Mom has strong hold on wrestling tradition
Since 2002, the name Epperly has been all but synonymous with wrestling success at Christiansburg High School.
When Zach Epperly walked away with his fourth-straight Group AA individual title at the Salem Civic Center on Feb. 16, he book-ended this generation of the family’s time as Blue Demons, which in all tallied 11 team state championships, with eight individual state titles and three state runner-up finishes.
While the family’s contribution to Christiansburg’s dominance is obvious, the family member who has contributed the most may be the one who has never stepped on the mat.
For more than a decade, Elise Epperly, the mother of Matt, Brady and Zach Epperly, has been hard at work behind the scenes to ensure her sons, as well as the Blue Demon program, have every opportunity to succeed.
Elise Epperly said she was first introduced to the sport by her husband, Jeff, shortly after they were married in 1985 and admitted she wasn’t instantly sold on it.
“I thought, ‘I don’t know if I really like this sport,’ ” Elise Epperly said.
Jeff Epperly, a third-place finisher for Christiansburg in the 1981 state wrestling tournament, said it often takes a few seasons for newcomers to get the hang of the sport — which was the case for his wife.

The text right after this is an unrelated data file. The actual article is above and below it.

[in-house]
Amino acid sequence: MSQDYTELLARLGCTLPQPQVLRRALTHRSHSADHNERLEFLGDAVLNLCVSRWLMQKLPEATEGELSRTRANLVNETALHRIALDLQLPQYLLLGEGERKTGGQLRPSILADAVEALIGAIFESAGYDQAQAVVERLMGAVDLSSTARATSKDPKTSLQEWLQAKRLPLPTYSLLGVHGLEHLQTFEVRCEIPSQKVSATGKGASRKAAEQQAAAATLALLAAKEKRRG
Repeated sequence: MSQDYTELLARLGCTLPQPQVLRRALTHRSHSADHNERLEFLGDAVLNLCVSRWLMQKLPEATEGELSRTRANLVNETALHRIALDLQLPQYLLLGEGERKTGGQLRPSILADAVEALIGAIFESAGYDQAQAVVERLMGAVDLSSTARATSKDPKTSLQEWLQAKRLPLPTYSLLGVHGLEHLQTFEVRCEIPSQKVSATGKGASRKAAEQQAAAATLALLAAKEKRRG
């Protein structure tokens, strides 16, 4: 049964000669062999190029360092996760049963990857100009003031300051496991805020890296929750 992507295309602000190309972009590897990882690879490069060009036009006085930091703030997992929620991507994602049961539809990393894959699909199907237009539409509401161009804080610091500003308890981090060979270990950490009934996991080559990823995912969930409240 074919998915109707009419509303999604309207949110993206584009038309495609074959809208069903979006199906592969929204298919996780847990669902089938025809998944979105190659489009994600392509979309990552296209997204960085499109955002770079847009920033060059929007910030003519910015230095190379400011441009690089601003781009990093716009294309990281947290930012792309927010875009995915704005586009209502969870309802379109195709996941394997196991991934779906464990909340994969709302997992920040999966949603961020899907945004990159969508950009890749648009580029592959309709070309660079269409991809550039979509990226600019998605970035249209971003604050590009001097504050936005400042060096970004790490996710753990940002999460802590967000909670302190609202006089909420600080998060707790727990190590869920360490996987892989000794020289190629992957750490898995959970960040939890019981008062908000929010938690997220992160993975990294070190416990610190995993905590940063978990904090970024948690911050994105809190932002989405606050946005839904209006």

“It’s a sport that you learn to love, and once you get involved with it, it’s in your blood,” Elise Epperly said.
At that time, the Epperlys were only involved with the sport as fans, often attending matches alongside friends who were part of the large Grundy High School fan base.
“We were just so amazed at how many fans supported wrestling from the Grundy area,” Elise Epperly said. “We thought, we’ll never have that here.”
In 1987, the couple welcomed their first son, Matt, into the world and into the stands of the wrestling matches, where Elise Epperly said he could often be found asleep in the bleachers. By the mid-’90s, the clan had expanded to five, including brothers Brady and Zach.
The sport soon took root in all three boys. Their earliest wrestling lessons came on mats in the Epperlys’ basement.
They also began wrestling in what was then a small program provided by the Christiansburg Recreation Department.
Robin Ball, parent of a fellow wrestler in the program, said Elise Epperly became a leader of the program’s core families.
From her efforts to help raise funds and organize tournaments to the way she kept her composure during matches, Elise Epperly set the bar for other parents, Ball said.